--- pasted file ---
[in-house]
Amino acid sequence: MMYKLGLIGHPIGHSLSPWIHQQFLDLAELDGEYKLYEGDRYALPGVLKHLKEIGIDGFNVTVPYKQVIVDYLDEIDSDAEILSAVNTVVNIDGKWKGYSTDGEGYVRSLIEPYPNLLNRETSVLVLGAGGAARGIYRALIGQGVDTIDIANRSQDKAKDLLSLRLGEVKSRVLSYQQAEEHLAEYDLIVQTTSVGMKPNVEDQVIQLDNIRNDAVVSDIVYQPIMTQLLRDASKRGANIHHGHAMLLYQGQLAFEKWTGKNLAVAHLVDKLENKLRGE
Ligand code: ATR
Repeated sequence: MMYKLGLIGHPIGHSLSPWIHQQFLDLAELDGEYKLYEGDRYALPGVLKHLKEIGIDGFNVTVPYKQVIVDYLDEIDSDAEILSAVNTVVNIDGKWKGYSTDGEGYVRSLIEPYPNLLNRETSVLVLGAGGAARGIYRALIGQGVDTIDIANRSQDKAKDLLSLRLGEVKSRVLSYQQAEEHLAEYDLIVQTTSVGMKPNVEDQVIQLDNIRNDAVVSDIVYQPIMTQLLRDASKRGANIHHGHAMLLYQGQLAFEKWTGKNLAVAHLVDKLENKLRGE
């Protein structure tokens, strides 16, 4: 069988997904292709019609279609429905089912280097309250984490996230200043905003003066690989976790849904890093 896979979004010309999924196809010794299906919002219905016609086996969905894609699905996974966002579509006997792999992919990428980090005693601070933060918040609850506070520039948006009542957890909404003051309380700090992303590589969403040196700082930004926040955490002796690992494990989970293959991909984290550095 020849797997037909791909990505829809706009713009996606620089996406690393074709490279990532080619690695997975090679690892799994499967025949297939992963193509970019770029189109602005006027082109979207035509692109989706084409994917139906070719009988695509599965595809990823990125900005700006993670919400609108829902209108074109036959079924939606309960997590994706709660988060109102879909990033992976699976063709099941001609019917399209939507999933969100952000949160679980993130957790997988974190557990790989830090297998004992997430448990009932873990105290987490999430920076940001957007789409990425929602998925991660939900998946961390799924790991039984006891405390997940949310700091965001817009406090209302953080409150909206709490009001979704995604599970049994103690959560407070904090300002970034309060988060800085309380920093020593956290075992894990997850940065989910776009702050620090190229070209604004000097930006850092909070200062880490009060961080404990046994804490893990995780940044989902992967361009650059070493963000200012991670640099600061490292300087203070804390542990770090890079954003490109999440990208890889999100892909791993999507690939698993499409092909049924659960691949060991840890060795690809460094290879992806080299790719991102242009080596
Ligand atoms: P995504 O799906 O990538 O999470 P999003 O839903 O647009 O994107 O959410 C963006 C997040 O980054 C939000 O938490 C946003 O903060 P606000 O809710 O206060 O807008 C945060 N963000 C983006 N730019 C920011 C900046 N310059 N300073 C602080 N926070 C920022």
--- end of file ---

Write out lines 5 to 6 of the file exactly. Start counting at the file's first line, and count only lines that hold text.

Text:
């Protein structure tokens, strides 16, 4: 069988997904292709019609279609429905089912280097309250984490996230200043905003003066690989976790849904890093 896979979004010309999924196809010794299906919002219905016609086996969905894609699905996974966002579509006997792999992919990428980090005693601070933060918040609850506070520039948006009542957890909404003051309380700090992303590589969403040196700082930004926040955490002796690992494990989970293959991909984290550095 020849797997037909791909990505829809706009713009996606620089996406690393074709490279990532080619690695997975090679690892799994499967025949297939992963193509970019770029189109602005006027082109979207035509692109989706084409994917139906070719009988695509599965595809990823990125900005700006993670919400609108829902209108074109036959079924939606309960997590994706709660988060109102879909990033992976699976063709099941001609019917399209939507999933969100952000949160679980993130957790997988974190557990790989830090297998004992997430448990009932873990105290987490999430920076940001957007789409990425929602998925991660939900998946961390799924790991039984006891405390997940949310700091965001817009406090209302953080409150909206709490009001979704995604599970049994103690959560407070904090300002970034309060988060800085309380920093020593956290075992894990997850940065989910776009702050620090190229070209604004000097930006850092909070200062880490009060961080404990046994804490893990995780940044989902992967361009650059070493963000200012991670640099600061490292300087203070804390542990770090890079954003490109999440990208890889999100892909791993999507690939698993499409092909049924659960691949060991840890060795690809460094290879992806080299790719991102242009080596
Ligand atoms: P995504 O799906 O990538 O999470 P999003 O839903 O647009 O994107 O959410 C963006 C997040 O980054 C939000 O938490 C946003 O903060 P606000 O809710 O206060 O807008 C945060 N963000 C983006 N730019 C920011 C900046 N310059 N300073 C602080 N926070 C920022």